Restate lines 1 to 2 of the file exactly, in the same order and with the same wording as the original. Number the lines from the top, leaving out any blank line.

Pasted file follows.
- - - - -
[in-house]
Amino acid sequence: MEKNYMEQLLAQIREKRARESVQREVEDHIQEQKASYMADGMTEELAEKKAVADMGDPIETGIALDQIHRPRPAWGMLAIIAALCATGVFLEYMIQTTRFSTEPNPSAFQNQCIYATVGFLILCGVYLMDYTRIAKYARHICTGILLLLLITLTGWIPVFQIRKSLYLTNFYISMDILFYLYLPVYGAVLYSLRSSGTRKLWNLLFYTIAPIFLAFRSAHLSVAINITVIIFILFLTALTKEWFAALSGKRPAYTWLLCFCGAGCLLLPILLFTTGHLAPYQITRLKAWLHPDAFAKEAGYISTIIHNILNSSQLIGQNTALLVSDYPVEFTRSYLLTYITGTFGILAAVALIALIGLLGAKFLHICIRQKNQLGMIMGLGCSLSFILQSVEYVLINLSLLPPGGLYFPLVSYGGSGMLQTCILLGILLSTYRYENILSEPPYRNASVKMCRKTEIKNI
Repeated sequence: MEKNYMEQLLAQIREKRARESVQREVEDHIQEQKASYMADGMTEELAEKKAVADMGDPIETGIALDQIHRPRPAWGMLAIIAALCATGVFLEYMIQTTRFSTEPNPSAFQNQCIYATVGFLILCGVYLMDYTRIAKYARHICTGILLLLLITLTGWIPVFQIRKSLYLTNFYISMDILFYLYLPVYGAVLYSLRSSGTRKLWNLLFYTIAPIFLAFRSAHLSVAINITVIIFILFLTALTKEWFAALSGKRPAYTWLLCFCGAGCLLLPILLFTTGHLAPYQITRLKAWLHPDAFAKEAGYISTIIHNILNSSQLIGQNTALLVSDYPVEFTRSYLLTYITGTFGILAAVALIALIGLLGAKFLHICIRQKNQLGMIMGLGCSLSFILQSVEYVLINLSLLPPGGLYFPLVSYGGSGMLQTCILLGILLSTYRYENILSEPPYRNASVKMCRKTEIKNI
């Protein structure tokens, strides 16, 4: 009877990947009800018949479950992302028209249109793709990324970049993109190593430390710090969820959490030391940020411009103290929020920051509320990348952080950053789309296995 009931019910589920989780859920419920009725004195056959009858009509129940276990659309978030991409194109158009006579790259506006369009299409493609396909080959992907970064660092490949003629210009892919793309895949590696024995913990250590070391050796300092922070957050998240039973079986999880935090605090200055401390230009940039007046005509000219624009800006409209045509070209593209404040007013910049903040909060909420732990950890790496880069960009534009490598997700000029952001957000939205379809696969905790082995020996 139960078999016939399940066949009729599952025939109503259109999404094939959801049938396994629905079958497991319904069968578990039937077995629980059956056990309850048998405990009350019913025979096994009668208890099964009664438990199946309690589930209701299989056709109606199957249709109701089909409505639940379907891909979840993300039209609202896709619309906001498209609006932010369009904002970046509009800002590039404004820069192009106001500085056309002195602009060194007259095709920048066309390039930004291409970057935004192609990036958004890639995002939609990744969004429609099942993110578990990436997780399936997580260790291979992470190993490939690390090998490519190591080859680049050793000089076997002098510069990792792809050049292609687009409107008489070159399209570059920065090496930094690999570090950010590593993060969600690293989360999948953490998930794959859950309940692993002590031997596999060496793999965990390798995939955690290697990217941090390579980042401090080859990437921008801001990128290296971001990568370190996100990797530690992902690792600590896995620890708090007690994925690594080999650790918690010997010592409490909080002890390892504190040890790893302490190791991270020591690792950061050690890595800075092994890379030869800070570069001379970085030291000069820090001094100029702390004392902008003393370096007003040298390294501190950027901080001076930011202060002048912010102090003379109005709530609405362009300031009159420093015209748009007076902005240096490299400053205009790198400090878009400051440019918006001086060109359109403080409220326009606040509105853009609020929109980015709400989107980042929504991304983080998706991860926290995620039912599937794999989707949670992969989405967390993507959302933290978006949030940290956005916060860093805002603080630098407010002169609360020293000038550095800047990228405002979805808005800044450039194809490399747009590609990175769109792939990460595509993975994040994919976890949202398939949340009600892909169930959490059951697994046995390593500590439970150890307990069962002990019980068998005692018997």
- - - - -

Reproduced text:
[in-house]
Amino acid sequence: MEKNYMEQLLAQIREKRARESVQREVEDHIQEQKASYMADGMTEELAEKKAVADMGDPIETGIALDQIHRPRPAWGMLAIIAALCATGVFLEYMIQTTRFSTEPNPSAFQNQCIYATVGFLILCGVYLMDYTRIAKYARHICTGILLLLLITLTGWIPVFQIRKSLYLTNFYISMDILFYLYLPVYGAVLYSLRSSGTRKLWNLLFYTIAPIFLAFRSAHLSVAINITVIIFILFLTALTKEWFAALSGKRPAYTWLLCFCGAGCLLLPILLFTTGHLAPYQITRLKAWLHPDAFAKEAGYISTIIHNILNSSQLIGQNTALLVSDYPVEFTRSYLLTYITGTFGILAAVALIALIGLLGAKFLHICIRQKNQLGMIMGLGCSLSFILQSVEYVLINLSLLPPGGLYFPLVSYGGSGMLQTCILLGILLSTYRYENILSEPPYRNASVKMCRKTEIKNI